She thought her dreams had come true when she was told she’d won $1 million in the Publishers Clearing House sweepstakes. In fact, the 72-year-old Pennsylvanian was swindled out of nearly $17,000.
Her first mistake: Believing she had won a sweepstakes she never entered. Her second: Calling, as instructed, the “claims agent” listed in the congratulatory letter she received in September. He told her she needed to deposit the check she’d received into her account and then wire back a portion of the amount to pay for expenses related to awarding the jackpot. After she sent the first wire, the agent persuaded her to wire three more payments—until she finally contacted police.
This type of scam is common. “Winners” of contests, lotteries or sweepstakes receive a “teaser” check, and they’re told that once they send the fees for insurance, processing fees or other expenses, they’ll get the balance of the jackpot.
The teaser check inevitably proves to be counterfeit, but it can take up to two weeks for a bank to discover that. The “winner” is nonetheless responsible for any money wired, and could even face fraud charges for depositing a fake check. And of course there is no jackpot.
It’s a classic scam, and the fact that it falsely uses the Publishers Clearing House name makes it all the more convincing: The company, based in Port Washington, N.Y., has instant name recognition for surprising people with sweepstakes winnings and has awarded more than $200 million in cash and prizes since 1967.
Here are some clues for spotting sweepstakes scams, which tend to target older people:
• You never pay to win. Publishers Clearing House or any other company holding a legitimate sweepstakes never requires any payment from its true winners. “If someone contacts you about winning a prize and requests that you send money back in return for any reason—STOP—you have not heard from the real Publishers Clearing House,” warns Chris Irving, the company’s assistant vice president for legal and consumer affairs. In authentic lotteries or sweepstakes, there are no fees of any kind that winners must pay.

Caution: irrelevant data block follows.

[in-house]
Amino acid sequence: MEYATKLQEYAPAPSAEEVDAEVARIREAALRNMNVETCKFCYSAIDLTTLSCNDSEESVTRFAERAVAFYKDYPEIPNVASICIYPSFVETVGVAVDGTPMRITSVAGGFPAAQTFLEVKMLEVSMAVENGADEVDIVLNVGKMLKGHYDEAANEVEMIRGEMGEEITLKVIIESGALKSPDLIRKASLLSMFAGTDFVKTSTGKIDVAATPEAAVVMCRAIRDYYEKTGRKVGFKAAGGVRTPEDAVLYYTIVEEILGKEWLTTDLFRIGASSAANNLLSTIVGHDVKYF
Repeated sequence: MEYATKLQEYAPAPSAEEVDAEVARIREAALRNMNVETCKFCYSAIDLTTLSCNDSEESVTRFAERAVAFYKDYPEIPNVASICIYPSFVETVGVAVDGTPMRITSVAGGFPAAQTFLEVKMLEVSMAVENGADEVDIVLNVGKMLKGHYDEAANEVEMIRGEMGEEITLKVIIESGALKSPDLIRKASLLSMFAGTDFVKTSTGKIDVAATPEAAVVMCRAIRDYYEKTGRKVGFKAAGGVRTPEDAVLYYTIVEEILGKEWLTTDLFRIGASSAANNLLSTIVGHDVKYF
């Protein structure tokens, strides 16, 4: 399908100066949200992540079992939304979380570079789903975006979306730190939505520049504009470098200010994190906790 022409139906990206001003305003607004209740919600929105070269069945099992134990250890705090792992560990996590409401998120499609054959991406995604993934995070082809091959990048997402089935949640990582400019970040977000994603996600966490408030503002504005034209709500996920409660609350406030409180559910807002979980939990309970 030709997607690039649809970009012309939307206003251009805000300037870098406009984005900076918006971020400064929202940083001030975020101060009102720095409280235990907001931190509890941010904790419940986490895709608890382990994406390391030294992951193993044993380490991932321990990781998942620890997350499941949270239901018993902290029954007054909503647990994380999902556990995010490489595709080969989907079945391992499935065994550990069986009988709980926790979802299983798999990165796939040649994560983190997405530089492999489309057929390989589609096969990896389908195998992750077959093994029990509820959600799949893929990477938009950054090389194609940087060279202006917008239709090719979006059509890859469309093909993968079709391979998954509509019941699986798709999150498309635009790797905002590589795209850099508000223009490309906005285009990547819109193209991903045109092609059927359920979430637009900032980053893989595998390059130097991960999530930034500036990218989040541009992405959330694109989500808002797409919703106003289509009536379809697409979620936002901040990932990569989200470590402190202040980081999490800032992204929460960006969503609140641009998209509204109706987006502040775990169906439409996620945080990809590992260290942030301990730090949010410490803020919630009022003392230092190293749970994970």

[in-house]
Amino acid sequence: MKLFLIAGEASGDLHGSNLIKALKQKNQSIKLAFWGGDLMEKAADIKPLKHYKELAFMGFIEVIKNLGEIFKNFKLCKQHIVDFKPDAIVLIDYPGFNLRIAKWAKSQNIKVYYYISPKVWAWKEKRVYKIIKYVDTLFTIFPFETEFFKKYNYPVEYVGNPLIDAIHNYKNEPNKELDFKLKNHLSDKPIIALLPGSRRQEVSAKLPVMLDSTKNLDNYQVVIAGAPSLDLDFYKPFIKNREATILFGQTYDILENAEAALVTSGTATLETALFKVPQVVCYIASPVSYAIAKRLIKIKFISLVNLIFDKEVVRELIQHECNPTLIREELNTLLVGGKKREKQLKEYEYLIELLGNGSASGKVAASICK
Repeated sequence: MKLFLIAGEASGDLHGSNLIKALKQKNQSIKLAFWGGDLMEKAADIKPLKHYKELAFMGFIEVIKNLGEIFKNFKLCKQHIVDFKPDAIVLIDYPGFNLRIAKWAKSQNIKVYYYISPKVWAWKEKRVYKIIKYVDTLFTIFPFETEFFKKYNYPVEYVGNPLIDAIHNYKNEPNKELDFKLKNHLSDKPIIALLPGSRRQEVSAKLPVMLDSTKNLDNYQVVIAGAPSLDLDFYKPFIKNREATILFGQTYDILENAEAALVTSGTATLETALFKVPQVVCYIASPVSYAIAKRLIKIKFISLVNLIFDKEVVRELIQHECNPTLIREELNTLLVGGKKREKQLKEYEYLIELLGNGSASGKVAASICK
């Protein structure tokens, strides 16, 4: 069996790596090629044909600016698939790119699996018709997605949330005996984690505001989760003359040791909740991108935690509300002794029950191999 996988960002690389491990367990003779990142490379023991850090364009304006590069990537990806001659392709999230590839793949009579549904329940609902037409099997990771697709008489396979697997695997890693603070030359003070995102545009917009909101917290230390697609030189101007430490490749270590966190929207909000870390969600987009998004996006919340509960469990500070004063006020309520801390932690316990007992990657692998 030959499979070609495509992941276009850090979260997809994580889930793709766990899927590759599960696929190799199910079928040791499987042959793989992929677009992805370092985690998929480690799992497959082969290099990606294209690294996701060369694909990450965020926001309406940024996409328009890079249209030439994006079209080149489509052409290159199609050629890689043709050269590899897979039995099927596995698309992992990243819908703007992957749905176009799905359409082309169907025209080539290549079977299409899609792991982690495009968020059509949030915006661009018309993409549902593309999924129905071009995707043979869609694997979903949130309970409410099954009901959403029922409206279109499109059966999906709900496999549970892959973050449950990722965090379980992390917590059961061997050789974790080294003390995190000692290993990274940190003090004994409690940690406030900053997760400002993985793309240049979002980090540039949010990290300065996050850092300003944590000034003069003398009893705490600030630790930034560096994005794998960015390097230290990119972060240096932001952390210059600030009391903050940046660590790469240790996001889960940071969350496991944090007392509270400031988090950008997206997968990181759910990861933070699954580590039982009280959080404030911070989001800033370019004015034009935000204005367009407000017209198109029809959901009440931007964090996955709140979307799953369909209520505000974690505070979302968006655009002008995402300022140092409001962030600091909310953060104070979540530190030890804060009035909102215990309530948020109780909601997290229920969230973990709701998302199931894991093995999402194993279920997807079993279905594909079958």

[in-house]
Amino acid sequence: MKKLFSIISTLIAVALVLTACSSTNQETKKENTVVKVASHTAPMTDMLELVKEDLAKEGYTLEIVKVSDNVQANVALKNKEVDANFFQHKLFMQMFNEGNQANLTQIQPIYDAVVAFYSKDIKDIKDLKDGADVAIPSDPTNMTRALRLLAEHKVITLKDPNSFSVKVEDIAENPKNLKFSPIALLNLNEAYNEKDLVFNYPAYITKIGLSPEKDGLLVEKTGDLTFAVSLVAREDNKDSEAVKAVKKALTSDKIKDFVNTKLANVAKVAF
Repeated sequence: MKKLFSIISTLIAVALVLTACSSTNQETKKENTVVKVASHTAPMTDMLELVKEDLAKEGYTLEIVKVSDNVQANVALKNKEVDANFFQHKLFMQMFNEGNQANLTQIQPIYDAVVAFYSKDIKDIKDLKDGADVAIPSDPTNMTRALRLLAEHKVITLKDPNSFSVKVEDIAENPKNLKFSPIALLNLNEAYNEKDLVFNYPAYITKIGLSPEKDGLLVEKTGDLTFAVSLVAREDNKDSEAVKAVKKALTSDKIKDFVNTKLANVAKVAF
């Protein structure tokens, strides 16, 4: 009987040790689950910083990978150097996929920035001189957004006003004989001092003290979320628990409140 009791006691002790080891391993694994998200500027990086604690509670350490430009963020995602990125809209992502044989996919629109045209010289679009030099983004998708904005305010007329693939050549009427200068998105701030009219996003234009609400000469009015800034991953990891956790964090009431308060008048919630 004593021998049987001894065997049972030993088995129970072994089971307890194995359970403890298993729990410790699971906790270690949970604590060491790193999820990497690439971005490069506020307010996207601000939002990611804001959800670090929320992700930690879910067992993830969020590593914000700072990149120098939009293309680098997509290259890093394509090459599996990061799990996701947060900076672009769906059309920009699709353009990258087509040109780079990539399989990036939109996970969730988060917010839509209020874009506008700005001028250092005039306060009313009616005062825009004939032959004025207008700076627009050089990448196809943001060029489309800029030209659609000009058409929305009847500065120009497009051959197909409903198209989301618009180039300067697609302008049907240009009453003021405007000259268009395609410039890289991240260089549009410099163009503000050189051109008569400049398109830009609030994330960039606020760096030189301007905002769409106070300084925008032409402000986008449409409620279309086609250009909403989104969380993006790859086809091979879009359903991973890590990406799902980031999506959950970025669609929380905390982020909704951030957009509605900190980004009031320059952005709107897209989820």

• Check the amount. The checks mailed in this kind of scam may look authentic—complete with the real corporate logo and names of bona fide banks—but notice the amount. Typically, they are for less than $5,000 even though the prize may be 10 times that amount or more. The reason:
Scammers know that, unlike checks for higher amounts, those for less than $5,000 are not subject to bank deposit holds. The crooks depend on victims making wire transfers immediately after they deposit their checks. So while you should be suspicious of any check awarded as a prize—especially for a contest you didn’t enter—be even more wary of those with amounts just shy of five grand, such as $4,985.
• The bogus claims agent. The congratulatory letters that come with these fake checks instruct you to contact a claims agent. Don’t. These smooth talkers are the key to making these scams successful. On the phone, they can persuade many people to wire them money for prize fees (usually sent to Canada). Once you make a wire transfer, you can expect a barrage of calls and letters asking for more money. Excuses range from new, “unexpected” fees to the promise of a higher jackpot. Just realize they are phony—a ruse to bleed you dry. What’s more, you could be put on a sucker’s list, and your name and contact information would be sold to other scammers.
• Did you even enter? There is no way you can win a sweepstakes, lottery or contest you don’t enter. And even if you did, legitimate awards from U.S. companies are not issued from Canada, Jamaica or any other foreign country.
Your best bet: Call the real company—looking up the phone number yourself—to check the legitimacy of any sweepstakes claims. Many companies, including Publishers Clearing House, operate telephone fraud lines or run warnings on their websites to help you separate fact from fleecing.
If you receive any e-mails stating you have won a sweepstakes, lottery or prize, forward it to the FBI’s Internet Crime Complaint Center. Snail mail letters should be reported to the U.S. Postal Inspection Service; find your local office here.
Sid Kirchheimer is the author of Scam-Proof Your Life (AARP Books/Sterling).